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Moody's gives Phl 3rd Major Investment Grade Rating
Jovan Cerda
The Philippine Star
Oct 03, 2013

MANILA, Philippines - Moody's Investor's Service on Thursday upgraded the Philippines' credit rating to Baa3, becoming the last major credit rater to give the country an investment grade rating.
 
Moody's cited the sustainability of the country's robust economic performance, ongoing fiscal and debt consolidation, and political stability and improved governance as reasons for the upgrade. The rating comes with a positive outlook for the Philippines.
 
"In addition, the stability of the Philippines' funding conditions- during the recent bout of market volatility in emerging markets- points to the country's relative lack of vulnerability to external financial shocks, such as those arising from anticipated tapering by the (United States) Federal Reserve of its quantitative easing policy," the credit rater added.
 
Moody's likewise upgraded the government's foreign currency shelf rating to (P)Baa3 and the Bangko Sentral ng Pilipinas' liabilities have also been assigned a Baa3 rating and a positive outlook.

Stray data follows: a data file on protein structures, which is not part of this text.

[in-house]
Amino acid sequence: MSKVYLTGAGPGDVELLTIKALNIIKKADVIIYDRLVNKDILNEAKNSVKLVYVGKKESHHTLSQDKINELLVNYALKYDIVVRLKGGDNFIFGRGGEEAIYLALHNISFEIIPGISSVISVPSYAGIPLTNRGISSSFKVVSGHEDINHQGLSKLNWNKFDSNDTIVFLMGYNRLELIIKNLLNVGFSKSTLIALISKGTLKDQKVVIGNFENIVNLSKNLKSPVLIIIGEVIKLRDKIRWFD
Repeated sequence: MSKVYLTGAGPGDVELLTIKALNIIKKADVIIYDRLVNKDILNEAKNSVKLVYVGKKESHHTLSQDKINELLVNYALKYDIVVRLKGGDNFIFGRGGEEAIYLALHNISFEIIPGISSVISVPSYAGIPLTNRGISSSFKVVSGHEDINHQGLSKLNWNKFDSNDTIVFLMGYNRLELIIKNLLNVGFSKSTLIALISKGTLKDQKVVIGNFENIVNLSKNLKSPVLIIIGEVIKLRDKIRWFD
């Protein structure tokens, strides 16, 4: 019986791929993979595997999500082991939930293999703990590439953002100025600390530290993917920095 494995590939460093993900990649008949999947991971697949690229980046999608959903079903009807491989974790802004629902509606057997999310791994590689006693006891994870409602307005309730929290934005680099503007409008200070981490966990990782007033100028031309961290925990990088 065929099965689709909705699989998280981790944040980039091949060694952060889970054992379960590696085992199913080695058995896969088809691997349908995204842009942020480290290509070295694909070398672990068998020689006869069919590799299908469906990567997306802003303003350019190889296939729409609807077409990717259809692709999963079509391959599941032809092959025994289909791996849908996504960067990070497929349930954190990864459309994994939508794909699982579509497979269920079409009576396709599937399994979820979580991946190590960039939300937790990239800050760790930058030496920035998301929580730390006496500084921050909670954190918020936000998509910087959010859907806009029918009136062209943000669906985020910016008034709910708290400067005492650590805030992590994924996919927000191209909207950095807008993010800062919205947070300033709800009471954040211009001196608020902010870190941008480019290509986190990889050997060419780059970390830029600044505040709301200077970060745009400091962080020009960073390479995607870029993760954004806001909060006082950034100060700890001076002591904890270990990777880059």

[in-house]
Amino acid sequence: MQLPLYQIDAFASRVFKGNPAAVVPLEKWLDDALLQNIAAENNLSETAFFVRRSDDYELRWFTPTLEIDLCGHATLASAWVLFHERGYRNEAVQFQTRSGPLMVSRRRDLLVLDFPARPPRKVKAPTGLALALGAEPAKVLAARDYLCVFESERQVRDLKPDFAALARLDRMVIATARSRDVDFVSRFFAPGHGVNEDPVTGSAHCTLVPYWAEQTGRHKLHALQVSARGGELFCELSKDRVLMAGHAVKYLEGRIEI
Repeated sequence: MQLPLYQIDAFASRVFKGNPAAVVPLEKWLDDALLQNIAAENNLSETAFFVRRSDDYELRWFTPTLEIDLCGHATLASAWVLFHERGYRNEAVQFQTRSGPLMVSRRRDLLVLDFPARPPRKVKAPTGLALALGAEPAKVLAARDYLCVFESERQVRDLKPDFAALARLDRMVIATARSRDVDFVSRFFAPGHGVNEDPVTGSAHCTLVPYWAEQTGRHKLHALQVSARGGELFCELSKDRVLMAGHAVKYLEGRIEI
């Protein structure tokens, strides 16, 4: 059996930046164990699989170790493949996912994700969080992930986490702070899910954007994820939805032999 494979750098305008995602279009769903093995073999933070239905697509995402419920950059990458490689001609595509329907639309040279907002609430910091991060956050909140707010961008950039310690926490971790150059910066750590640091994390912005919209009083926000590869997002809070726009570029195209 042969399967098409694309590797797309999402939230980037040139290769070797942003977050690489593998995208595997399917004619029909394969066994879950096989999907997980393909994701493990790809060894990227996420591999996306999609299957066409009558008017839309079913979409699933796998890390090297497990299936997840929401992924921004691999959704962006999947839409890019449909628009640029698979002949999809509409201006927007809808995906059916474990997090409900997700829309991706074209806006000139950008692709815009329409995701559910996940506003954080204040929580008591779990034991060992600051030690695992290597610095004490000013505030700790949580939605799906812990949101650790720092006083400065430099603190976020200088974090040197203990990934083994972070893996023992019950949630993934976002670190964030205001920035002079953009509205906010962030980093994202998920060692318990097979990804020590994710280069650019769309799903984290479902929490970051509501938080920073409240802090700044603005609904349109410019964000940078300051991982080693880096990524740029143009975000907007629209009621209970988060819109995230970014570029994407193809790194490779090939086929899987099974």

According to Moody's, "obligations rated Baa are judged to be medium-grade and subject to moderate credit risk and as such may possess certain speculative characteristics."
 
The Philippines was previously rated Ba1, the highest mark in the junk grade status.
Fitch Ratings and Standard & Poor's Ratings Services, two major credit raters, have already given the country an investment grade rating.
 
“This is the 17th positive ratings action since President Aquino took office. We are now investment grade in all three major ratings agencies. Despite this, we are still among the most underrated countries since the market rates us at least two notches above investment grade. We will continue to work on strengthening and institutionalizing the reforms so we can sustain this beyond President Aquino's term," Finance Secretary Cesar Purisima said.
 
Purisima added that in line with good governance initiatives, the government has instituted reforms at the Bureau of Customs that President Aquino described as a 'reset button' for the agency.
 
"We have appointed five new Deputy Commissioners for the Bureau who will be able to work from clean slates and build trust in an agency that has long been saddled by corruption.This and our other good governance reforms have been acknowledged not just by credit rating agencies, but by organizations such as the World Economic Forum, who ranked us 59th in the latest edition of the Global Competitiveness Report, a jump from 87th place in 2009," he said.
 
An investment grade status translates to lower debt interest payments, opening up more credit avenues and luring more foreign investments to the Philippines.
 

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